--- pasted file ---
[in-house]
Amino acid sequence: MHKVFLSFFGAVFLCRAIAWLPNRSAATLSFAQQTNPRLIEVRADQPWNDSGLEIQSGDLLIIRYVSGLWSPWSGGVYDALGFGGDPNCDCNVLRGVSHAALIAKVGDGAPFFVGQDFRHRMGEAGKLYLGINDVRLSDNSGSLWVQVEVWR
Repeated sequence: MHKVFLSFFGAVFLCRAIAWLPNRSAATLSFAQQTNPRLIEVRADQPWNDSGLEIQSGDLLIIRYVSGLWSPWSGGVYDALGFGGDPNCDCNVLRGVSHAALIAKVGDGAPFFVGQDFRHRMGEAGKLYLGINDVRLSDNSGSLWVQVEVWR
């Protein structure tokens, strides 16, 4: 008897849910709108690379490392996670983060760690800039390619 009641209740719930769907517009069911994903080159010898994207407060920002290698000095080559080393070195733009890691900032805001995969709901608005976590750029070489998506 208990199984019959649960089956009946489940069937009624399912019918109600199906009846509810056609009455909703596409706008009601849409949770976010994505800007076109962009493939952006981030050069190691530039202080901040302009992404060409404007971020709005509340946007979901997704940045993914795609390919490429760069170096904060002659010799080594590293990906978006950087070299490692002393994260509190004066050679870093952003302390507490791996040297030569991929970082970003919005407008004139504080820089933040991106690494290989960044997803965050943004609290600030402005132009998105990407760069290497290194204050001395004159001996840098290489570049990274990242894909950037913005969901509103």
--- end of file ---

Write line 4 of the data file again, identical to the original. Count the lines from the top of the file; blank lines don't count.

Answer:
């Protein structure tokens, strides 16, 4: 008897849910709108690379490392996670983060760690800039390619 009641209740719930769907517009069911994903080159010898994207407060920002290698000095080559080393070195733009890691900032805001995969709901608005976590750029070489998506 208990199984019959649960089956009946489940069937009624399912019918109600199906009846509810056609009455909703596409706008009601849409949770976010994505800007076109962009493939952006981030050069190691530039202080901040302009992404060409404007971020709005509340946007979901997704940045993914795609390919490429760069170096904060002659010799080594590293990906978006950087070299490692002393994260509190004066050679870093952003302390507490791996040297030569991929970082970003919005407008004139504080820089933040991106690494290989960044997803965050943004609290600030402005132009998105990407760069290497290194204050001395004159001996840098290489570049990274990242894909950037913005969901509103």